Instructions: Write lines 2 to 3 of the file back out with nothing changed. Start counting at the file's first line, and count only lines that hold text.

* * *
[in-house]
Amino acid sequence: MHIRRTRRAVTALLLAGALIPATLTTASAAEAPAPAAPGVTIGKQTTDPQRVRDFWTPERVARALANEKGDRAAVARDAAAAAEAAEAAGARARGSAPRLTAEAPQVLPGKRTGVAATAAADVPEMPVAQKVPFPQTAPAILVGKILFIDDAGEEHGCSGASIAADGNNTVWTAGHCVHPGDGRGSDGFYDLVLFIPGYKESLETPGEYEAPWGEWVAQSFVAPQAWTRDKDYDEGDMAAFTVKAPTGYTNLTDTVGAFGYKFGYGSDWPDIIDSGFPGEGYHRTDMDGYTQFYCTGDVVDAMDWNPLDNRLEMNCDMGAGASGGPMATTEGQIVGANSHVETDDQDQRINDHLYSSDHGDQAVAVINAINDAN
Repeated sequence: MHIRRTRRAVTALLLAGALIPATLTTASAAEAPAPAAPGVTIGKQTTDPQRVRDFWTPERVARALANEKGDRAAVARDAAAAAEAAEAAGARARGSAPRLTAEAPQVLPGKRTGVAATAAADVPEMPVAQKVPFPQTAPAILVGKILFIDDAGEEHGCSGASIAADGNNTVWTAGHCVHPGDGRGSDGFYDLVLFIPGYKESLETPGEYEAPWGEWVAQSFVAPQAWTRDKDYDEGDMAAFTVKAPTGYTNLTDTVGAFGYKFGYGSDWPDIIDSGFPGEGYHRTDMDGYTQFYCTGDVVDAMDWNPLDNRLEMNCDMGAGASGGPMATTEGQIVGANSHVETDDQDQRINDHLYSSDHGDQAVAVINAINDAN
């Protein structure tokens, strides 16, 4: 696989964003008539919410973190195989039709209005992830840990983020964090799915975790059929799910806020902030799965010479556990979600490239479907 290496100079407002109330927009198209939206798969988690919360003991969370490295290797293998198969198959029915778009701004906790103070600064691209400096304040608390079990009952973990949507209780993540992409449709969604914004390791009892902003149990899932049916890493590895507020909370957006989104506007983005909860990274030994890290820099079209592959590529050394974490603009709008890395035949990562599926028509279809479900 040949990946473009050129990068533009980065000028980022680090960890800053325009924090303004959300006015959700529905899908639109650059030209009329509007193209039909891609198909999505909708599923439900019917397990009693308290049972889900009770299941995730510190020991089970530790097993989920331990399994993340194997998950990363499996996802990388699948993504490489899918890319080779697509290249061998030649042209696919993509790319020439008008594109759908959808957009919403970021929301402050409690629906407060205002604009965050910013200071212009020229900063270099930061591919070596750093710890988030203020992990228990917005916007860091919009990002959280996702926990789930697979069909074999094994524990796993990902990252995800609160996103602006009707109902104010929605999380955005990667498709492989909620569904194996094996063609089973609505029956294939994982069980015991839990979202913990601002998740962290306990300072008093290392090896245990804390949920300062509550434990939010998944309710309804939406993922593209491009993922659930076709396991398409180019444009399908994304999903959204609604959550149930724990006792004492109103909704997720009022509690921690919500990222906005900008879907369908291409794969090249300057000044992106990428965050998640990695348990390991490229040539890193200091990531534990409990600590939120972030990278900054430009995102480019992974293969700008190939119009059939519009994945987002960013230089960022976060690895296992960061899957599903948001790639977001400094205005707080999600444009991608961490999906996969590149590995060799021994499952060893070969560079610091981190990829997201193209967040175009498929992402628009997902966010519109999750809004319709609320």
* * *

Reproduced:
Amino acid sequence: MHIRRTRRAVTALLLAGALIPATLTTASAAEAPAPAAPGVTIGKQTTDPQRVRDFWTPERVARALANEKGDRAAVARDAAAAAEAAEAAGARARGSAPRLTAEAPQVLPGKRTGVAATAAADVPEMPVAQKVPFPQTAPAILVGKILFIDDAGEEHGCSGASIAADGNNTVWTAGHCVHPGDGRGSDGFYDLVLFIPGYKESLETPGEYEAPWGEWVAQSFVAPQAWTRDKDYDEGDMAAFTVKAPTGYTNLTDTVGAFGYKFGYGSDWPDIIDSGFPGEGYHRTDMDGYTQFYCTGDVVDAMDWNPLDNRLEMNCDMGAGASGGPMATTEGQIVGANSHVETDDQDQRINDHLYSSDHGDQAVAVINAINDAN
Repeated sequence: MHIRRTRRAVTALLLAGALIPATLTTASAAEAPAPAAPGVTIGKQTTDPQRVRDFWTPERVARALANEKGDRAAVARDAAAAAEAAEAAGARARGSAPRLTAEAPQVLPGKRTGVAATAAADVPEMPVAQKVPFPQTAPAILVGKILFIDDAGEEHGCSGASIAADGNNTVWTAGHCVHPGDGRGSDGFYDLVLFIPGYKESLETPGEYEAPWGEWVAQSFVAPQAWTRDKDYDEGDMAAFTVKAPTGYTNLTDTVGAFGYKFGYGSDWPDIIDSGFPGEGYHRTDMDGYTQFYCTGDVVDAMDWNPLDNRLEMNCDMGAGASGGPMATTEGQIVGANSHVETDDQDQRINDHLYSSDHGDQAVAVINAINDAN